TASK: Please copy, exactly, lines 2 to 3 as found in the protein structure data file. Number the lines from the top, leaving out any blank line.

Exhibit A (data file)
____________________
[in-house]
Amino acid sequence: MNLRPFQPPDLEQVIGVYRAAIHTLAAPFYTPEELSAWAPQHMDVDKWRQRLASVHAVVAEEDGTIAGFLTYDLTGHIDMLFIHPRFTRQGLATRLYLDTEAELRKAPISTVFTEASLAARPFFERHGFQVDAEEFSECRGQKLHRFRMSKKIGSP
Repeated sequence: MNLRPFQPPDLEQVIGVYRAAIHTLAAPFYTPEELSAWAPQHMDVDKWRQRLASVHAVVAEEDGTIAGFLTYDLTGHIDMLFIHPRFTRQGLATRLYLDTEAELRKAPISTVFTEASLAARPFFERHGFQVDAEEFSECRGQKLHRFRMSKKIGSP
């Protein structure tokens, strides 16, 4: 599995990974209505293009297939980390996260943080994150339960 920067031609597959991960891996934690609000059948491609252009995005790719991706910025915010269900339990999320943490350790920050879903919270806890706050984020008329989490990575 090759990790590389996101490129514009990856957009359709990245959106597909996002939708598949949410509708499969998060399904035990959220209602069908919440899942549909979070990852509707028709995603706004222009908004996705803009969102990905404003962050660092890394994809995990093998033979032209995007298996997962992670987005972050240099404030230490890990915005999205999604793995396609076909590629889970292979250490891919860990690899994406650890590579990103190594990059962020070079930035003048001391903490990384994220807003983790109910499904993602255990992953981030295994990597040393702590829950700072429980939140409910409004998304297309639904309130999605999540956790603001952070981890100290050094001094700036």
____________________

Amino acid sequence: MNLRPFQPPDLEQVIGVYRAAIHTLAAPFYTPEELSAWAPQHMDVDKWRQRLASVHAVVAEEDGTIAGFLTYDLTGHIDMLFIHPRFTRQGLATRLYLDTEAELRKAPISTVFTEASLAARPFFERHGFQVDAEEFSECRGQKLHRFRMSKKIGSP
Repeated sequence: MNLRPFQPPDLEQVIGVYRAAIHTLAAPFYTPEELSAWAPQHMDVDKWRQRLASVHAVVAEEDGTIAGFLTYDLTGHIDMLFIHPRFTRQGLATRLYLDTEAELRKAPISTVFTEASLAARPFFERHGFQVDAEEFSECRGQKLHRFRMSKKIGSP